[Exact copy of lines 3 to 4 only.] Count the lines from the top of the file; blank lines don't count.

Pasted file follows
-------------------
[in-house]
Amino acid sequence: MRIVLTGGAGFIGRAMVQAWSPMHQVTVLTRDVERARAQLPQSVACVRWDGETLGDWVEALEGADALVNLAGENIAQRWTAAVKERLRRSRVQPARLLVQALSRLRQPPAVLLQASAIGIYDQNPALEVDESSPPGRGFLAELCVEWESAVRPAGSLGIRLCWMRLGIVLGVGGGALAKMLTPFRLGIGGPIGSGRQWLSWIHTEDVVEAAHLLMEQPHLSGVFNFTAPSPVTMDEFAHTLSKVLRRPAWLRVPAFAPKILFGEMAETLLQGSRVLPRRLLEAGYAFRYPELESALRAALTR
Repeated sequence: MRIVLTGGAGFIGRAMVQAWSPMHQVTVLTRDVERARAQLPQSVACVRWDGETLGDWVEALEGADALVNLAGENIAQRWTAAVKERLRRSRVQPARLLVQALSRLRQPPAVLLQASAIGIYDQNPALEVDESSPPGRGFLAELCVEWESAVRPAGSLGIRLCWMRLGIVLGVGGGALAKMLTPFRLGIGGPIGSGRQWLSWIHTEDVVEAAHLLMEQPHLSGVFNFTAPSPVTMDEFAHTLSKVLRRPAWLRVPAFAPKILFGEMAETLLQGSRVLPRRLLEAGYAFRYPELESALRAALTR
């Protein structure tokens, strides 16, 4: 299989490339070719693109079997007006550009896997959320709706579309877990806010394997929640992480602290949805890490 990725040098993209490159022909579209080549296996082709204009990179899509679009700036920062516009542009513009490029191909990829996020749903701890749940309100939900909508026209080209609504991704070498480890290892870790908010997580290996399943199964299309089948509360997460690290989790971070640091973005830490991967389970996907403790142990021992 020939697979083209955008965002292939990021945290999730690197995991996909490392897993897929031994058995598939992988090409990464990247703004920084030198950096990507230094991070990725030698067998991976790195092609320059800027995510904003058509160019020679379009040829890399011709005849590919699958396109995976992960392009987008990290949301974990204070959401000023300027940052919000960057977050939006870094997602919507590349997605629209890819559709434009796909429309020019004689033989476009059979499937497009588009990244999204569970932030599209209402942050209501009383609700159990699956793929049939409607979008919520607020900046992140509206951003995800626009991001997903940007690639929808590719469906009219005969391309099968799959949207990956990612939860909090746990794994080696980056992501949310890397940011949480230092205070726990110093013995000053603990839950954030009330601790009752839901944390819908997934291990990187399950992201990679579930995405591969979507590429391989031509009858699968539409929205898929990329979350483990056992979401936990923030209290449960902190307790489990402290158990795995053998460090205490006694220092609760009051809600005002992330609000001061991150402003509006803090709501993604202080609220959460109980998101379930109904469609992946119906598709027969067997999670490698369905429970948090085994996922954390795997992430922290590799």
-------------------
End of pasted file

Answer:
Repeated sequence: MRIVLTGGAGFIGRAMVQAWSPMHQVTVLTRDVERARAQLPQSVACVRWDGETLGDWVEALEGADALVNLAGENIAQRWTAAVKERLRRSRVQPARLLVQALSRLRQPPAVLLQASAIGIYDQNPALEVDESSPPGRGFLAELCVEWESAVRPAGSLGIRLCWMRLGIVLGVGGGALAKMLTPFRLGIGGPIGSGRQWLSWIHTEDVVEAAHLLMEQPHLSGVFNFTAPSPVTMDEFAHTLSKVLRRPAWLRVPAFAPKILFGEMAETLLQGSRVLPRRLLEAGYAFRYPELESALRAALTR
């Protein structure tokens, strides 16, 4: 299989490339070719693109079997007006550009896997959320709706579309877990806010394997929640992480602290949805890490 990725040098993209490159022909579209080549296996082709204009990179899509679009700036920062516009542009513009490029191909990829996020749903701890749940309100939900909508026209080209609504991704070498480890290892870790908010997580290996399943199964299309089948509360997460690290989790971070640091973005830490991967389970996907403790142990021992 020939697979083209955008965002292939990021945290999730690197995991996909490392897993897929031994058995598939992988090409990464990247703004920084030198950096990507230094991070990725030698067998991976790195092609320059800027995510904003058509160019020679379009040829890399011709005849590919699958396109995976992960392009987008990290949301974990204070959401000023300027940052919000960057977050939006870094997602919507590349997605629209890819559709434009796909429309020019004689033989476009059979499937497009588009990244999204569970932030599209209402942050209501009383609700159990699956793929049939409607979008919520607020900046992140509206951003995800626009991001997903940007690639929808590719469906009219005969391309099968799959949207990956990612939860909090746990794994080696980056992501949310890397940011949480230092205070726990110093013995000053603990839950954030009330601790009752839901944390819908997934291990990187399950992201990679579930995405591969979507590429391989031509009858699968539409929205898929990329979350483990056992979401936990923030209290449960902190307790489990402290158990795995053998460090205490006694220092609760009051809600005002992330609000001061991150402003509006803090709501993604202080609220959460109980998101379930109904469609992946119906598709027969067997999670490698369905429970948090085994996922954390795997992430922290590799």